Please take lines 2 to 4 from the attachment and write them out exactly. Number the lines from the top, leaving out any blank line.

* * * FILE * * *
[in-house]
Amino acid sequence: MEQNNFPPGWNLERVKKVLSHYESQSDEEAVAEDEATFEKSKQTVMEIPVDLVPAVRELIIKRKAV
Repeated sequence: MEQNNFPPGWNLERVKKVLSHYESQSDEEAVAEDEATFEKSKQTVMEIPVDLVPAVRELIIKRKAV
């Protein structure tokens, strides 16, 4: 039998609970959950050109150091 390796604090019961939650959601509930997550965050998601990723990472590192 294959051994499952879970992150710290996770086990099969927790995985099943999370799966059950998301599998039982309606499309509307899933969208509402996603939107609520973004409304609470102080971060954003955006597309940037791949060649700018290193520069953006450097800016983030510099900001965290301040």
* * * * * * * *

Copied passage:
Amino acid sequence: MEQNNFPPGWNLERVKKVLSHYESQSDEEAVAEDEATFEKSKQTVMEIPVDLVPAVRELIIKRKAV
Repeated sequence: MEQNNFPPGWNLERVKKVLSHYESQSDEEAVAEDEATFEKSKQTVMEIPVDLVPAVRELIIKRKAV
């Protein structure tokens, strides 16, 4: 039998609970959950050109150091 390796604090019961939650959601509930997550965050998601990723990472590192 294959051994499952879970992150710290996770086990099969927790995985099943999370799966059950998301599998039982309606499309509307899933969208509402996603939107609520973004409304609470102080971060954003955006597309940037791949060649700018290193520069953006450097800016983030510099900001965290301040």